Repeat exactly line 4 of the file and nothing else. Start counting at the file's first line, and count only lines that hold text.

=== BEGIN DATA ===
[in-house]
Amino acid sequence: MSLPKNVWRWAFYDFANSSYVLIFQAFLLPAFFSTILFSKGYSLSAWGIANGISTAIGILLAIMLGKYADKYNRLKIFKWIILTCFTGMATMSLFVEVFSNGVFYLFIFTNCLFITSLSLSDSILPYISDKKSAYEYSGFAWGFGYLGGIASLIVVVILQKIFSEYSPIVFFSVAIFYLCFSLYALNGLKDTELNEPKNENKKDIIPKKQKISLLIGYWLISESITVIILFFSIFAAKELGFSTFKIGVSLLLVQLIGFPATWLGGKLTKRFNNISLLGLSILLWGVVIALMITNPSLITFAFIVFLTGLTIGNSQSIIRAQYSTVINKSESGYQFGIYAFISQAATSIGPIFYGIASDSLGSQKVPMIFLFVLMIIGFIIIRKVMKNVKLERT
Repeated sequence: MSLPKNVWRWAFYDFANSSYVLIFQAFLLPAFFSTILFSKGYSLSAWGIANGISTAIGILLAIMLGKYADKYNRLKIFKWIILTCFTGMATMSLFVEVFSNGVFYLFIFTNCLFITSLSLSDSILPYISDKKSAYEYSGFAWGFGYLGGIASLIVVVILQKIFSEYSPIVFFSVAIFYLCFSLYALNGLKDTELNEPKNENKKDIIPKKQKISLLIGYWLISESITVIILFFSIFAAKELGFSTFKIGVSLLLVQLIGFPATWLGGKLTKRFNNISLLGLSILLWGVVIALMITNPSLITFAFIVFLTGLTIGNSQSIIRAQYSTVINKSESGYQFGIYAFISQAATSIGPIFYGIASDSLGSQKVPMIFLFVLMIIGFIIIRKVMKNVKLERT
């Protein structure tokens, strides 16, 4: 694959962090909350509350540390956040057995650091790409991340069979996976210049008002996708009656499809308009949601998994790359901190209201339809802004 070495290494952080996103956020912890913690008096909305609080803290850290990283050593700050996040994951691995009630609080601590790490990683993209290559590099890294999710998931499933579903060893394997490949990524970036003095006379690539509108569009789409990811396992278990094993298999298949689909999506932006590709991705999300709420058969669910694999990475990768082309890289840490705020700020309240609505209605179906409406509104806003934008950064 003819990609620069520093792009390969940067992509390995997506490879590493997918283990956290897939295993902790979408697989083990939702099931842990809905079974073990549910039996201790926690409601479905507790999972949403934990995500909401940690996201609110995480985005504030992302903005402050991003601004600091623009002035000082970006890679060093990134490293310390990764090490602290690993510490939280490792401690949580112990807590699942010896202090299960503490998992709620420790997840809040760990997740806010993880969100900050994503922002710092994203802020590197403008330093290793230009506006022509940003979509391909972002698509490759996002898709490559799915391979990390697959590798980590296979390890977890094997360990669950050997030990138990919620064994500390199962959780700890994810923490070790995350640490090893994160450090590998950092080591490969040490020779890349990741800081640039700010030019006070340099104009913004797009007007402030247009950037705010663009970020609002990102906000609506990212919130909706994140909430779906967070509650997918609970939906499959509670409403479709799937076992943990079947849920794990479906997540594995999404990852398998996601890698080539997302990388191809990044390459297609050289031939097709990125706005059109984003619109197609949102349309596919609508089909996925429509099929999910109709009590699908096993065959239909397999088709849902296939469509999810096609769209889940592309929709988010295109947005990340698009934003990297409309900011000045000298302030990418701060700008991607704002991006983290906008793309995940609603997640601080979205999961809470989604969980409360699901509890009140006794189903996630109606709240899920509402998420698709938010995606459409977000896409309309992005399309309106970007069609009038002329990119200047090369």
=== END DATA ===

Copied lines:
């Protein structure tokens, strides 16, 4: 694959962090909350509350540390956040057995650091790409991340069979996976210049008002996708009656499809308009949601998994790359901190209201339809802004 070495290494952080996103956020912890913690008096909305609080803290850290990283050593700050996040994951691995009630609080601590790490990683993209290559590099890294999710998931499933579903060893394997490949990524970036003095006379690539509108569009789409990811396992278990094993298999298949689909999506932006590709991705999300709420058969669910694999990475990768082309890289840490705020700020309240609505209605179906409406509104806003934008950064 003819990609620069520093792009390969940067992509390995997506490879590493997918283990956290897939295993902790979408697989083990939702099931842990809905079974073990549910039996201790926690409601479905507790999972949403934990995500909401940690996201609110995480985005504030992302903005402050991003601004600091623009002035000082970006890679060093990134490293310390990764090490602290690993510490939280490792401690949580112990807590699942010896202090299960503490998992709620420790997840809040760990997740806010993880969100900050994503922002710092994203802020590197403008330093290793230009506006022509940003979509391909972002698509490759996002898709490559799915391979990390697959590798980590296979390890977890094997360990669950050997030990138990919620064994500390199962959780700890994810923490070790995350640490090893994160450090590998950092080591490969040490020779890349990741800081640039700010030019006070340099104009913004797009007007402030247009950037705010663009970020609002990102906000609506990212919130909706994140909430779906967070509650997918609970939906499959509670409403479709799937076992943990079947849920794990479906997540594995999404990852398998996601890698080539997302990388191809990044390459297609050289031939097709990125706005059109984003619109197609949102349309596919609508089909996925429509099929999910109709009590699908096993065959239909397999088709849902296939469509999810096609769209889940592309929709988010295109947005990340698009934003990297409309900011000045000298302030990418701060700008991607704002991006983290906008793309995940609603997640601080979205999961809470989604969980409360699901509890009140006794189903996630109606709240899920509402998420698709938010995606459409977000896409309309992005399309309106970007069609009038002329990119200047090369």